Dr. Khaled M. Batarfi
MANY were surprised at the response of the American people to 9/11. I wasn’t. After living among them for five years, I realized how much Americans love their country. True they originally came from different parts of the world, with diverse and colorful backgrounds, but the governance system managed to build a strong allegiance to the novel idea of the United States of America.
The European Union is a newer idea. It should have a good chance of success because the people there are mostly European in origin. Unlike the immigrants to the New World, they are rooted in their older continent. However, Europeans may not have reached the US level of integration, and countries like Britain and Greece may leave the EU. But Europe has make great strides in economic unification.
Europeans, today, feel more like one nation than they ever did in their long history of religious, racial, colonial and political competition.
Our Arab "ummah" has more in common than most nations. We speak one language, belong to the same heritage, and are mostly Muslim. For hundreds of years we belonged to one Caliphate. People share the same aspirations and feel the same pain. We bleed for Gaza and Syria and worry for Egypt and Libya, and pray for Yemen and Sudan.
During the Arab Spring, even young people switched from sports, movies and music TV channels to follow events in Arab streets they may never have heard of before. Saudis discuss political issues in Egypt on Twitter and Facebook today as much as Egyptians do. President Morsi is probably more popular among us than among his fellow countrymen.
So why are we still debating the principles of economic cooperation rather than integration? Why was the agenda of the 2008 Arab Economic Development Summit still being discussed in the third Summit, last week? What progress has been made? What chances are there of better success this time?
I was discussing these questions last week on a Saudi news channel with Dr. Abdulrahman Al-Sultan, professor of economics at Imam Muhammad Bin Saud Islamic University. He was pessimistic with good reasons, and I was optimistic with equally valid ones.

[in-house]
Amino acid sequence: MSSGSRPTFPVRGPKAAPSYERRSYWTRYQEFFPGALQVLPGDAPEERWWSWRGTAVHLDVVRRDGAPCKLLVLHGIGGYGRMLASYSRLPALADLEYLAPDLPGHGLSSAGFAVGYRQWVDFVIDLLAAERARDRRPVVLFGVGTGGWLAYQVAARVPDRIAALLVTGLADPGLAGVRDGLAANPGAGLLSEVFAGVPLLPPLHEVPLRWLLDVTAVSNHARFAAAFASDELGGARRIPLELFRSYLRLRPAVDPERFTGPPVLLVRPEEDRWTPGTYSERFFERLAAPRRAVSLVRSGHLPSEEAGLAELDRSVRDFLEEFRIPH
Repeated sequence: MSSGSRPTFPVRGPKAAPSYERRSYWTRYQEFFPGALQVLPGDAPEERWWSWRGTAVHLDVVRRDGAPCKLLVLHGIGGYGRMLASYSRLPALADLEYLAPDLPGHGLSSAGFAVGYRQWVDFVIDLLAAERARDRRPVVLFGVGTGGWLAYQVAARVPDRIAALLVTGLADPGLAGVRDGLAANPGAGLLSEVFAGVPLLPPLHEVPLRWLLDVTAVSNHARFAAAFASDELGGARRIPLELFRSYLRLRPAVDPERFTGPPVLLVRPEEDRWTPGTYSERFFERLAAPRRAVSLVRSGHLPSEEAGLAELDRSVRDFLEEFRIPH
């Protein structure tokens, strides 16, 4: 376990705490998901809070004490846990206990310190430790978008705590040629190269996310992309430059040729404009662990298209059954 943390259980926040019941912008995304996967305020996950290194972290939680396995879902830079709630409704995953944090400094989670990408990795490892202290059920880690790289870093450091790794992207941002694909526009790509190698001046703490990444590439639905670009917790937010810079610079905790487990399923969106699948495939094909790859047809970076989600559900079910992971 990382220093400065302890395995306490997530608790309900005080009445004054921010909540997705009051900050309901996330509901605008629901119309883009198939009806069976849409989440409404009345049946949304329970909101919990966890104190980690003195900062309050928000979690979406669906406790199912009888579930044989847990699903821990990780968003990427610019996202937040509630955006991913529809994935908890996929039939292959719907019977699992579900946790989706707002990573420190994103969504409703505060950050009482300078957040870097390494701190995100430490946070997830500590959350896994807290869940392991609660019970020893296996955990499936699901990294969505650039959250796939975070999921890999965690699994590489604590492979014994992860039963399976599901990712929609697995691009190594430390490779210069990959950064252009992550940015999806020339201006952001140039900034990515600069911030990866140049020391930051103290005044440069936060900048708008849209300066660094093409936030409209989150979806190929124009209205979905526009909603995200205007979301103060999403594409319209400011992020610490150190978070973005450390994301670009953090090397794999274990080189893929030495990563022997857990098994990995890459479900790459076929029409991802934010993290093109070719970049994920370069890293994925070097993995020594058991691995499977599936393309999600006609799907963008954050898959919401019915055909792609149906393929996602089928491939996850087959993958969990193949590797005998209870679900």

His argument is based on the following facts:
A. Arab economies are built mostly on exporting raw materials. In the absence of sophisticated industries, we are competing with each other in global markets.
B. The unstable political environment in many Arab countries is frightening away local and international investors. Much more Arab capital is invested in US and Europe than at home.
C. The world’s highest unemployment rates among Arab youth are adding more dark colors to a pessimistic picture.
Therefore, Dr. Al-Sultan doesn’t expect a bright future of cooperation for such failed economies. Any financial help provided to small and medium-sized enterprises will just go to the foreigners running these establishments for their local sponsors, as is the case in Saudi Arabia.
I begged to differ. The Arab world is diversified in its resources. Countries like Sudan, Egypt, Syria, Tunisia, Morocco and Yemen are rich in agriculture and human resources. Others, like Lebanon and the UAE are best in services. Saudi Arabia and other Gulf states have mineral and financial strengths with strong, open markets.
I can imagine Saudi money and high technology going into Sudan and Yemen to develop their agriculture and sell their products in Saudi and Gulf markets. And I can see Yemeni and Sudanese workers making petrochemical and farming equipment in Saudi Arabia for Yemeni and Sudanese farms.
Young women trained in interior and graphic design in Effat University and Dar Al-Hekma College could be working online with their peers in Sana’a, Amman and Cairo to provide services for companies in Riyadh, Dubai and Doha, while male and female engineers in these countries are collaborating on the same project in Abu Dhabi.
It is happening right now. Cooperation among small and medium-sized enterprises around the world is benefiting from the communication revolution. American and European firms are outsourcing to Indians, Brazilians and Vietnamese. Dedicated networks are providing support to members and facilitating their cooperation.
What we need is to join such networks and start our own. If Arab chambers of commerce could lead the way and if Arab governments support such initiatives, our young people could provide jobs instead of looking for them. We also need good infrastructure to facilitate development and economic growth. That includes public utilities, transportation and communication. The private sector can invest in these areas as well. Electricity and water production, transportation and the Internet may make good business.
I agree with Dr. Al-Sultan that for this and any kind of investment to happen, we need solid political, security and judicial environments. Sudan and Yemen, for example, could be the breadbasket of the Arab world. But unless investors feel safe they won’t risk their hard-earned capital. With a sophisticated new generation of leadership in the poorer Arab countries, combined with the wisdom and strength of the wealthier part of our world, I will bet the future of my children on the Arab Common Market.